November 15, 2018 by George Komaridis, PhD.
I have provided psychological services to war veterans for over 40 years, having started in my work with veterans in the mid-1970s. In this time, I have learned a lot about war and its effects on those involved in direct combat as well as those involved in other activities that are typically called support activities in the war zone.
Korean War crew members of a marine battery launcher hold their ears and crouch to the ground as rockets are fired into the night sky.
This unique opportunity to not only help veterans who are affected by their wars, but also to learn about the wars, has been something that I would not trade for anything and, as I have said on many occasions, if I had a chance to redo my life I would change many things but not my opportunity to work with war veterans.
The reason for this is simple. I am one of the few males in this world whose window of time for military duty fell during a peaceful period, between 1956 when I graduated high school and 1965 when I was already married, had a family, and was in graduate school. This was the period between the end of the Korean War and the beginning of the Vietnam War. After meeting real combat soldiers and coming to understand war through their eyes, I realized and became ever grateful for the fact that I was spared from such hardship and this gave me incentive to want to give whatever service I could to the men and women who went through the hell of war. In addition, I realized that war tends to clear people of many of the typical human foibles, such as the need to impress or to worry about the reactions of others or other insignificant things in life, as well as the various aspects of pride and self-aggrandizement. I find that war veterans are among the most genuine and honest people of this world and a pleasure to meet and work with.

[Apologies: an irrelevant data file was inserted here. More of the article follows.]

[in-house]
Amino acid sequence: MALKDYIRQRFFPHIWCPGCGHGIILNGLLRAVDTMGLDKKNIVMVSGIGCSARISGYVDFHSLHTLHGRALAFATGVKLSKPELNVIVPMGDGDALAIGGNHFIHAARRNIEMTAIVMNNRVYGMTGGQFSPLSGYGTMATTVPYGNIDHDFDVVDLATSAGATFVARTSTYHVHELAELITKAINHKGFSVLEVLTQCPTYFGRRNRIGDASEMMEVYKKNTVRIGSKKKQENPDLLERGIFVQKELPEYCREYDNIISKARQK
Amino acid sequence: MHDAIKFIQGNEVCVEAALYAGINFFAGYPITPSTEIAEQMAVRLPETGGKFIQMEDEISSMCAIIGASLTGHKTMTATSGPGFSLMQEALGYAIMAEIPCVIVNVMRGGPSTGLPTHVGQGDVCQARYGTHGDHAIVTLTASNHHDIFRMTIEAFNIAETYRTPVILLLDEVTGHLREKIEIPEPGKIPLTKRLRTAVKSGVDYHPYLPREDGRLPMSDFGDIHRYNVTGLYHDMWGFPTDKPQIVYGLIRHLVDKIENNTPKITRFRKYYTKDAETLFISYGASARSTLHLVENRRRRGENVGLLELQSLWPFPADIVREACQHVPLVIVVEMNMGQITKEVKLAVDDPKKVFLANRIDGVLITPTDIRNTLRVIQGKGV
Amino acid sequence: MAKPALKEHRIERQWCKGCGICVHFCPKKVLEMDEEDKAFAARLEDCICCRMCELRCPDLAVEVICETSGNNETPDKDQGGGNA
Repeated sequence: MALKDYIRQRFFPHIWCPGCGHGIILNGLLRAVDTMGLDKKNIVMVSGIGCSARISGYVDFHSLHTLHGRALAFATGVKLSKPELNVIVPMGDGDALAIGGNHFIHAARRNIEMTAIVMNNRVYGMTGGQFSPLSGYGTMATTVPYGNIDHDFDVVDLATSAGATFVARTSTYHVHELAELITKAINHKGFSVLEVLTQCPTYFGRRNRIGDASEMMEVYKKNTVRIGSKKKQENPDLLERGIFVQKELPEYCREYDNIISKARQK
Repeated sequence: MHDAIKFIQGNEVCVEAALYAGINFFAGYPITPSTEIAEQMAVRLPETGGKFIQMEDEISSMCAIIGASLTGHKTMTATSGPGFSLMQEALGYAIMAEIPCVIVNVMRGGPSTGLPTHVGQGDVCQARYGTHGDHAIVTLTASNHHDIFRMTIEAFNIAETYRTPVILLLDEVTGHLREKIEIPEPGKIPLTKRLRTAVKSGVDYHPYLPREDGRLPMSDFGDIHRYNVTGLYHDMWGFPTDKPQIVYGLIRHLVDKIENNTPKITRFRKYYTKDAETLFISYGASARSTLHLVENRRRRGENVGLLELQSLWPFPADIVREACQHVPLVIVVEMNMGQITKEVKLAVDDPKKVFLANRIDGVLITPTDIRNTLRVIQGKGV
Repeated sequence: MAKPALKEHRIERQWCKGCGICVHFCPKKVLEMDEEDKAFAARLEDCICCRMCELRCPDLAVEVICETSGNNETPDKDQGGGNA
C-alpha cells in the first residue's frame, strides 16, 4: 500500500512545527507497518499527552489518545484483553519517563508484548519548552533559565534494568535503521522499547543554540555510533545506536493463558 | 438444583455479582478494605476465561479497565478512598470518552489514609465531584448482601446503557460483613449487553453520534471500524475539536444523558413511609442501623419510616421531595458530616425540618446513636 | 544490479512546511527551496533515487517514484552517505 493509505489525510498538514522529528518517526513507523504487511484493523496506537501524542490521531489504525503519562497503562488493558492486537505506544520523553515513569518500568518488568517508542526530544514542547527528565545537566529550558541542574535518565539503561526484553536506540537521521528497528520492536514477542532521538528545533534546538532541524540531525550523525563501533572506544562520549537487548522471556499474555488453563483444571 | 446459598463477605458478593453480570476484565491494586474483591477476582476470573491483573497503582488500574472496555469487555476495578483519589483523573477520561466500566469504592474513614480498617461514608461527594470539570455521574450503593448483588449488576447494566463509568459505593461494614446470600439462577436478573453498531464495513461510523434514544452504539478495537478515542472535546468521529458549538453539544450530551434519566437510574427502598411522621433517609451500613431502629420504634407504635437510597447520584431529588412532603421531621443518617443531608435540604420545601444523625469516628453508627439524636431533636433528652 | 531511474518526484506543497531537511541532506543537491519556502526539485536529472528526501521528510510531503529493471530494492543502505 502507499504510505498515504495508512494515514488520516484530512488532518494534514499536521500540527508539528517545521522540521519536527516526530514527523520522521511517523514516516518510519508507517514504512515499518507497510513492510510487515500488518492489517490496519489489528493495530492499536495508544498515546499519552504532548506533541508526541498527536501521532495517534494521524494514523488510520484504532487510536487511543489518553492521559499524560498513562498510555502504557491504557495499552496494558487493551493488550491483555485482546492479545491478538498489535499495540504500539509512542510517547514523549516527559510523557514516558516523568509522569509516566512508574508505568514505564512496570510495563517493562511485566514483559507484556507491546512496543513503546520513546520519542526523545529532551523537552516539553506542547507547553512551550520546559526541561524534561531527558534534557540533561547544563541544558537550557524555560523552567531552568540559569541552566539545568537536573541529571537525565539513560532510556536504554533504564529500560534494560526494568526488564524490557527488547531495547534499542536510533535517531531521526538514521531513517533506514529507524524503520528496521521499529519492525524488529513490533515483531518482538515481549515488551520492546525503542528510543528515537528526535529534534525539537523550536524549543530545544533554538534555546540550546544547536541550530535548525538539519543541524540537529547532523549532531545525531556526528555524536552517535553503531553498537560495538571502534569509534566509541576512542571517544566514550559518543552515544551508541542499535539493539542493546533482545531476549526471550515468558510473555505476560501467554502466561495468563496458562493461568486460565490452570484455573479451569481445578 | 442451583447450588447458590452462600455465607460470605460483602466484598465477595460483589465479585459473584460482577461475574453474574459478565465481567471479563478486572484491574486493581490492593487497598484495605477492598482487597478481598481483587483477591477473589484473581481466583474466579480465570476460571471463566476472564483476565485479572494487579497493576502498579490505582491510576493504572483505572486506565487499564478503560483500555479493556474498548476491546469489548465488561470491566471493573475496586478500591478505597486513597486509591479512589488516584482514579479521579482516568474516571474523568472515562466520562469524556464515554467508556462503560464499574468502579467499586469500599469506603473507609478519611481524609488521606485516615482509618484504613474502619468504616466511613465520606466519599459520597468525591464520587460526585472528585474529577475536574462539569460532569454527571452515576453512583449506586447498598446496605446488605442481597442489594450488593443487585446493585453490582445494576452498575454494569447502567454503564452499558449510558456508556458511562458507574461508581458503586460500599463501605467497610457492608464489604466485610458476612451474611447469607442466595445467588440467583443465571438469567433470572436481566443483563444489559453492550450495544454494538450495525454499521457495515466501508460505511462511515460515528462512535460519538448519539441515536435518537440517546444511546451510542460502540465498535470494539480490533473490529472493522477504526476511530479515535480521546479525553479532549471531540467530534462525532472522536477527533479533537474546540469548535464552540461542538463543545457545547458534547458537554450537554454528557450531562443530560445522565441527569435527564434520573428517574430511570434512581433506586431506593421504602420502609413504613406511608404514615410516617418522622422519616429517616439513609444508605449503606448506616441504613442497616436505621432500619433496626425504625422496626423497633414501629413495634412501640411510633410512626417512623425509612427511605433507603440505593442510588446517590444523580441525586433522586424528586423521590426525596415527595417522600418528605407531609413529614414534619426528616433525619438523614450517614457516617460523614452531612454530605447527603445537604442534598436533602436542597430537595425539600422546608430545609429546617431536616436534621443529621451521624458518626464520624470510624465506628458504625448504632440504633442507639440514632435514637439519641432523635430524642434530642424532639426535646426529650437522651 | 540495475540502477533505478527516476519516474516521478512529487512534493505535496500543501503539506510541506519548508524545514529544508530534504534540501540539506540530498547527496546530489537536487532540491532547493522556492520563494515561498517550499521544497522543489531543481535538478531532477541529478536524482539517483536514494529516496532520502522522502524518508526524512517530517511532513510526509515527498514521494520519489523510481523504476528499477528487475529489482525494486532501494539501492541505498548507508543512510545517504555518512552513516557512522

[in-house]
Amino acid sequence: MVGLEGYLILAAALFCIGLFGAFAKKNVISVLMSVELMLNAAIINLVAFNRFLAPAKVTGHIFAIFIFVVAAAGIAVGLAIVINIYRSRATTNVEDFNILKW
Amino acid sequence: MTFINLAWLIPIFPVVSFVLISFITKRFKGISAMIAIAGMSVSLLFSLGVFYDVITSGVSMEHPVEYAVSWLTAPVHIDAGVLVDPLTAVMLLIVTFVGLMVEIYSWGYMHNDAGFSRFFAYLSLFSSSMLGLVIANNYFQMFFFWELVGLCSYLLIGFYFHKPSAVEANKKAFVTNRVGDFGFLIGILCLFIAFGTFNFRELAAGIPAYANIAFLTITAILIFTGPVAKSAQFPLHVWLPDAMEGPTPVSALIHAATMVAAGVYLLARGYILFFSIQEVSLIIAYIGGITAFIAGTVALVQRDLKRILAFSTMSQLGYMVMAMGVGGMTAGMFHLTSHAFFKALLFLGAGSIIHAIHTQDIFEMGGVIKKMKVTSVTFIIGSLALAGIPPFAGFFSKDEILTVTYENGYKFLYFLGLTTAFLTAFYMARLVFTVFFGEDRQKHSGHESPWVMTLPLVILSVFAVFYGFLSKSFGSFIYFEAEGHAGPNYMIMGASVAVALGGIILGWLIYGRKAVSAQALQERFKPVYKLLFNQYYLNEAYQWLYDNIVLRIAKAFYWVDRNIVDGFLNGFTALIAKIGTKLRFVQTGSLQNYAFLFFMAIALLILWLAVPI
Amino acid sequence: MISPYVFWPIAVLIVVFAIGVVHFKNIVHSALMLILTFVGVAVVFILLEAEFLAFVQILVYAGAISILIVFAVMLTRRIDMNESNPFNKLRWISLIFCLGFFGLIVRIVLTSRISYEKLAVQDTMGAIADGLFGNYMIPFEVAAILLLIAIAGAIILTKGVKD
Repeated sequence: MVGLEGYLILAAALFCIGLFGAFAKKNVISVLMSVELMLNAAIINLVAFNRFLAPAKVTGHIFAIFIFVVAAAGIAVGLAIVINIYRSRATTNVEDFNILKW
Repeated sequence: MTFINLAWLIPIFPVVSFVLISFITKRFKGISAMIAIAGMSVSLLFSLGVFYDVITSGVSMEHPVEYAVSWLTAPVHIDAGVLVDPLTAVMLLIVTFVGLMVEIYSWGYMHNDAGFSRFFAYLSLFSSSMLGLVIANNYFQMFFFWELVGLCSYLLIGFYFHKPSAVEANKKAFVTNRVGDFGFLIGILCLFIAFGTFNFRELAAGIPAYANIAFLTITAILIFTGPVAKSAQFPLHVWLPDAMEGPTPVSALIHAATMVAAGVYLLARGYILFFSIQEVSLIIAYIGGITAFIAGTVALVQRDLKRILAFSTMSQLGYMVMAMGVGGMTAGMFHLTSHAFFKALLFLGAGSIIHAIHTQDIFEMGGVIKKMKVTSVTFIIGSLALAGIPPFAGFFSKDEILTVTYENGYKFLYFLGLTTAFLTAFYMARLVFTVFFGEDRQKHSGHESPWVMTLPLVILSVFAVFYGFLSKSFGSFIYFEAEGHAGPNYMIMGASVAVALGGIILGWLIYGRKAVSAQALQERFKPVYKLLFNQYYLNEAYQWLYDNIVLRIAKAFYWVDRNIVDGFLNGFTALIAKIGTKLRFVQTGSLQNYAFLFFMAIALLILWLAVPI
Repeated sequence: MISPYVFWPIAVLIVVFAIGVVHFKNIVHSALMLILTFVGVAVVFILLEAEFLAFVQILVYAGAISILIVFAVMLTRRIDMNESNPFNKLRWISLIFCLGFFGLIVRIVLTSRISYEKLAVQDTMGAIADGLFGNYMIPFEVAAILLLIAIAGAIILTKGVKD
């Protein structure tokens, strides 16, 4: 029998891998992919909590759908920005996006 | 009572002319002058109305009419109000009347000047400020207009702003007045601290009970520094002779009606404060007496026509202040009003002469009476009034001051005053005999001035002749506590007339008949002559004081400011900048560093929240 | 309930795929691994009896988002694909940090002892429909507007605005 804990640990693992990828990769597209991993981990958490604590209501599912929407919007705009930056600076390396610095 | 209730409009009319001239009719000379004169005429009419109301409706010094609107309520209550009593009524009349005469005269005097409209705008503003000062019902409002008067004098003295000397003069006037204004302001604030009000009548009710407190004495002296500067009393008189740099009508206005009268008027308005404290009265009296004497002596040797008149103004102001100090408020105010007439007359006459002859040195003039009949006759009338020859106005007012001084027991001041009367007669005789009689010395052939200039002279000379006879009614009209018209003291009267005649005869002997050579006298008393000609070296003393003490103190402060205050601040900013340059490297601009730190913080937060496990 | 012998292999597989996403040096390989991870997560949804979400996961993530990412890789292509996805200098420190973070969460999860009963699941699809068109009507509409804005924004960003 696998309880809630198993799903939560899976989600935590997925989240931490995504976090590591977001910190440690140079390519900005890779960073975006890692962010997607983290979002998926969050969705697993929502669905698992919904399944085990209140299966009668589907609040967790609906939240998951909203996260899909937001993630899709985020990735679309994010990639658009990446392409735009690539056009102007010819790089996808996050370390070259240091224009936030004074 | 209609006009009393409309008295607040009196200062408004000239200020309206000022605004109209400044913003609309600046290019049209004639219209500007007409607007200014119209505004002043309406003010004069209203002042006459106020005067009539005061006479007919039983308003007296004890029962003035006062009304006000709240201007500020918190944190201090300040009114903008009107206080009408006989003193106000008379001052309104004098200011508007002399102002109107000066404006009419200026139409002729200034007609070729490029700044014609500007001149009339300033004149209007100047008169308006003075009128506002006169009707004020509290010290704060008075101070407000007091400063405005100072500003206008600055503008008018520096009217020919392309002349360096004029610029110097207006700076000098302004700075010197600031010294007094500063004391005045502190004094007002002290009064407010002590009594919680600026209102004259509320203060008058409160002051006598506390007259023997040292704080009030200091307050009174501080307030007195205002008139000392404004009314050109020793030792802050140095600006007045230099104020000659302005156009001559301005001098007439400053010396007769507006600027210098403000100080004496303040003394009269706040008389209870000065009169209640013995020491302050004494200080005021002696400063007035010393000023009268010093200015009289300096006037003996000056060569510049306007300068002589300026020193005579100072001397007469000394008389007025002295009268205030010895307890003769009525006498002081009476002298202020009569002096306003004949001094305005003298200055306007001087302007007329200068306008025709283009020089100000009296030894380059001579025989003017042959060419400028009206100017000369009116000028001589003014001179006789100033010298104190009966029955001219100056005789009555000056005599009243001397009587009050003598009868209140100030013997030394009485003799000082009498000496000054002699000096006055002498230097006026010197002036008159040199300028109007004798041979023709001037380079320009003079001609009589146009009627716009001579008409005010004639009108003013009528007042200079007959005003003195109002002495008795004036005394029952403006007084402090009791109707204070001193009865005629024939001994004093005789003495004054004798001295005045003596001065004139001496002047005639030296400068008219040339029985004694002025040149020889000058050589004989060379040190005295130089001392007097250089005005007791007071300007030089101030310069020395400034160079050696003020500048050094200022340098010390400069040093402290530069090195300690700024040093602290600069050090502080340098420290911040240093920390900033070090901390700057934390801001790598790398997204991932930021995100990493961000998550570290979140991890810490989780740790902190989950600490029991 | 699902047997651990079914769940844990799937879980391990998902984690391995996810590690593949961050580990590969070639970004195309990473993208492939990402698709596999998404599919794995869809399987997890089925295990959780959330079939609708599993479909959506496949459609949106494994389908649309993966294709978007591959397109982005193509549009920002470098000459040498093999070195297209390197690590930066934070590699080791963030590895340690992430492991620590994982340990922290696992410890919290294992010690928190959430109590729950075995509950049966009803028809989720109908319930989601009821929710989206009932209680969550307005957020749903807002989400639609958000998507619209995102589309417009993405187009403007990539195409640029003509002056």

So, what I have learned is this: soldiers of all wars throughout time who have engaged in direct combat and survived are always significantly affected by their wars and become changed persons. Some of the changes that soldiers undergo appeared to be universal and can be predicted, and some are different and unique to the soldier. Over the years, the effects of war on soldiers have been described in varying ways, but the one consistent factor is that it creates a powerful stress on the soldier to the extent that he becomes changed for some period of time or permanently.
In World War I, the stress reaction was labeled “shell shock” and was described as an injury to the nerves. The typical treatment was to remove the soldier from his combat position to a rear hospital where he was expected to rest up, after which he was encouraged to return to his combat duties. The general attitude at the time was that such “emotional breakdowns” were a sign of weakness and should be discouraged. Because of this, not much follow-up treatment or service was made available to combat veterans, although the British government did create disability pensions for what was called “soldier’s heart” because its symptoms were somewhat similar to the symptoms of heart disorders affected by acute anxiety. A World War I correspondent wrote the following observation of war veterans:
“Something was wrong. They put on civilian clothes again and looked to their mothers and wives very much like the young men who had gone to business in the peaceful days before August 1914. But they had not come back the same men. Something had altered in them. They were subject to sudden moods, and queer tempers, fits of profound depression alternating with a restless desire for pleasure. Many were easily moved to passion where they lost control of themselves, many were bitter in their speech, violent in opinion, frightening.” (From Shephard, Ben. A War of Nerves: Soldiers and Psychiatrists, 1914-1994. London, Jonathan Cape, 2000.)